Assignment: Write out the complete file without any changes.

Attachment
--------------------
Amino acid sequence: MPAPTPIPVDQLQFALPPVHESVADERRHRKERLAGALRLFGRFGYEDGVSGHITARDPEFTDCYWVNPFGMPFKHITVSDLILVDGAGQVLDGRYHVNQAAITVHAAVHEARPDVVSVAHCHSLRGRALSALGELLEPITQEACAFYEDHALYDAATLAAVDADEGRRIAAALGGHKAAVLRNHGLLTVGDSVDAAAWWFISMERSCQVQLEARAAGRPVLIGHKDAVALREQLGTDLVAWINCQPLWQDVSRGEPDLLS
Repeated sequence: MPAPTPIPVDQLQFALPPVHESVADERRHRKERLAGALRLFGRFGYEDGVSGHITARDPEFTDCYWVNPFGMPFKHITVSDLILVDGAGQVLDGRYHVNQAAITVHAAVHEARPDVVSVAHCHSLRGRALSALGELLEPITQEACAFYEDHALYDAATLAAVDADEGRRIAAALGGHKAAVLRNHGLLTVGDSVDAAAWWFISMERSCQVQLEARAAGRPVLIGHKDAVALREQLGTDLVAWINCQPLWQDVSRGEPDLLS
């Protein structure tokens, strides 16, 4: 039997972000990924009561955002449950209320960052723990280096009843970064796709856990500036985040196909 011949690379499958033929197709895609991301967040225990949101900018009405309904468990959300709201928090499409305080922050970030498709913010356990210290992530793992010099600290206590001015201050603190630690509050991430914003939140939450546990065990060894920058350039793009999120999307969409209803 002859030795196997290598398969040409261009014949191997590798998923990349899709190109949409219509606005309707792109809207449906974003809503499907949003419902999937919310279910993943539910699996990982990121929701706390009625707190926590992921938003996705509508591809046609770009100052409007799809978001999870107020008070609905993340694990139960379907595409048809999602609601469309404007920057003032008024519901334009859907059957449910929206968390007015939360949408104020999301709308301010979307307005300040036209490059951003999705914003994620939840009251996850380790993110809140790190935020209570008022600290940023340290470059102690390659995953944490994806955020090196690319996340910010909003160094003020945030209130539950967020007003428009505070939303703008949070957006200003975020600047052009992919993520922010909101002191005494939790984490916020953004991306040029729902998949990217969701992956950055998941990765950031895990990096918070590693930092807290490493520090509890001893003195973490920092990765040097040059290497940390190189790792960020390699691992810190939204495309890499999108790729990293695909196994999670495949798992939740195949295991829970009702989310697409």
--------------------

Amino acid sequence: MPAPTPIPVDQLQFALPPVHESVADERRHRKERLAGALRLFGRFGYEDGVSGHITARDPEFTDCYWVNPFGMPFKHITVSDLILVDGAGQVLDGRYHVNQAAITVHAAVHEARPDVVSVAHCHSLRGRALSALGELLEPITQEACAFYEDHALYDAATLAAVDADEGRRIAAALGGHKAAVLRNHGLLTVGDSVDAAAWWFISMERSCQVQLEARAAGRPVLIGHKDAVALREQLGTDLVAWINCQPLWQDVSRGEPDLLS
Repeated sequence: MPAPTPIPVDQLQFALPPVHESVADERRHRKERLAGALRLFGRFGYEDGVSGHITARDPEFTDCYWVNPFGMPFKHITVSDLILVDGAGQVLDGRYHVNQAAITVHAAVHEARPDVVSVAHCHSLRGRALSALGELLEPITQEACAFYEDHALYDAATLAAVDADEGRRIAAALGGHKAAVLRNHGLLTVGDSVDAAAWWFISMERSCQVQLEARAAGRPVLIGHKDAVALREQLGTDLVAWINCQPLWQDVSRGEPDLLS
């Protein structure tokens, strides 16, 4: 039997972000990924009561955002449950209320960052723990280096009843970064796709856990500036985040196909 011949690379499958033929197709895609991301967040225990949101900018009405309904468990959300709201928090499409305080922050970030498709913010356990210290992530793992010099600290206590001015201050603190630690509050991430914003939140939450546990065990060894920058350039793009999120999307969409209803 002859030795196997290598398969040409261009014949191997590798998923990349899709190109949409219509606005309707792109809207449906974003809503499907949003419902999937919310279910993943539910699996990982990121929701706390009625707190926590992921938003996705509508591809046609770009100052409007799809978001999870107020008070609905993340694990139960379907595409048809999602609601469309404007920057003032008024519901334009859907059957449910929206968390007015939360949408104020999301709308301010979307307005300040036209490059951003999705914003994620939840009251996850380790993110809140790190935020209570008022600290940023340290470059102690390659995953944490994806955020090196690319996340910010909003160094003020945030209130539950967020007003428009505070939303703008949070957006200003975020600047052009992919993520922010909101002191005494939790984490916020953004991306040029729902998949990217969701992956950055998941990765950031895990990096918070590693930092807290490493520090509890001893003195973490920092990765040097040059290497940390190189790792960020390699691992810190939204495309890499999108790729990293695909196994999670495949798992939740195949295991829970009702989310697409």